Wagner composed the Siegfried Idyll as a birthday present to his second wife, Cosima, after the birth of their son Siegfried in 1869. It was first performed on Christmas morning, 25 December 1870, by a small ensemble of the Tonhalle Orchester Zürich on the stairs of their villa at Tribschen (today part of Lucerne), Switzerland. Cosima awoke to its opening melody. Conductor Hans Richter learned the trumpet in order to play the brief trumpet part, which lasts only 13 measures, in that private performance, reportedly having sailed out to the centre of Lake Lucerne to practise, so as not to be heard.
The original title was Triebschen Idyll with Fidi's birdsong and the orange sunrise, as symphonic birthday greeting. Presented to his Cosima by her Richard. "Fidi" was the family's nickname for their son Siegfried. It is thought that the birdsong and the sunrise refer to incidents of personal significance to the couple.
Wagner's opera Siegfried, which was premiered in 1876, incorporates music from the Idyll. Wagner adapted the material from an unfinished chamber piece into the Idyll before giving the theme, to Brünnhilde in the opera's final scene, the "Ewig war ich" love duet between Brünnhilde and Siegfried. This theme, Wagner claimed, came to him during the summer of 1864 at the Villa Pellet, overlooking Lake Starnberg, where he and Cosima consummated their union. He is contradicted, however, by his own obsessive record keeping: the melody was composed that November 14, when he was alone in Munich. The work also uses a theme based on the German lullaby, "Schlaf, Kindlein, schlaf", which was jotted down by Wagner on New Year's Eve 1868 and introduced by a solo oboe. Ernest Newman discovered it was linked to the Wagners' older daughter Eva. This and other musical references, whose meaning remained unknown to the outside world for many years, reveal the idyll's levels of personal significance for both Wagner and Cosima.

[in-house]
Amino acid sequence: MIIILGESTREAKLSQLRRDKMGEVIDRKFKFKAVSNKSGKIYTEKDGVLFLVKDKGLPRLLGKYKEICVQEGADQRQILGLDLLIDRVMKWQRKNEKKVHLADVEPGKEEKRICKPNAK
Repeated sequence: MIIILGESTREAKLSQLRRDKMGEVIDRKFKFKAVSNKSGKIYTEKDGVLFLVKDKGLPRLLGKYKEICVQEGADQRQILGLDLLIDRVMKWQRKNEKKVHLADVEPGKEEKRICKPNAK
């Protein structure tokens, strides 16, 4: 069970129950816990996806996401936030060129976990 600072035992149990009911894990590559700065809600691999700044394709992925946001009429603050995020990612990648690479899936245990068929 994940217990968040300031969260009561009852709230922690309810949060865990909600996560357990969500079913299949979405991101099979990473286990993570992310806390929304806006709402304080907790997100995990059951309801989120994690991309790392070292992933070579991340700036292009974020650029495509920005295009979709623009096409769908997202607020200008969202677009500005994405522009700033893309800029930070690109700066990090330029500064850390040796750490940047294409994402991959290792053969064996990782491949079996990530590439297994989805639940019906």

Wagner originally intended the Siegfried Idyll to remain a private piece. However, due to financial pressures, he decided to sell the score to publisher B. Schott in 1878. In doing so, Wagner expanded the orchestration to 35 players to make the piece more marketable. The original piece is scored for a small chamber orchestra of 13 players: flute, oboe, two clarinets, bassoon, two horns, trumpet, two violins, viola, cello and double bass. The piece is commonly played today by orchestras with more than one player on each string part. Modern performances are much slower than those of earlier years.
- Cosima's actual birthday was 24 December, but she always celebrated it on Christmas Day
- "The Siegfried Idyll: Jewel of the Wagner Romance". Francis Barnhart. Archived from the original on 11 December 2007.
- Freed, Richard. "A Siegfried Idyll: About the Work". John F. Kennedy Center for the Performing Arts. Retrieved 2013-10-06.
- Huscher, Phillip. "Program Notes: Richard Wagner - Siegfried Idyll" (PDF). Chicago Symphony Orchestra.
- Schwartz, Elizabeth (2010). "Oregon Symphony: Prokofiev and Sibelius". Orsymphony.org. Retrieved 2013-10-06.
- "Richard Wagner – Siegfried Idyll". Good-Music-Guide. Retrieved 3 November 2014.
- Brown, Jonathan (2012). Great Wagner Conductors – a listener's companion. O'Connor, A.C.T.: Parrot Press, pp. 769–770 (a list of timings from Hans Richter, 14′ 30″, to Hans Knappertsbusch, 20′ 36″) ISBN 978-0-9871556-0-3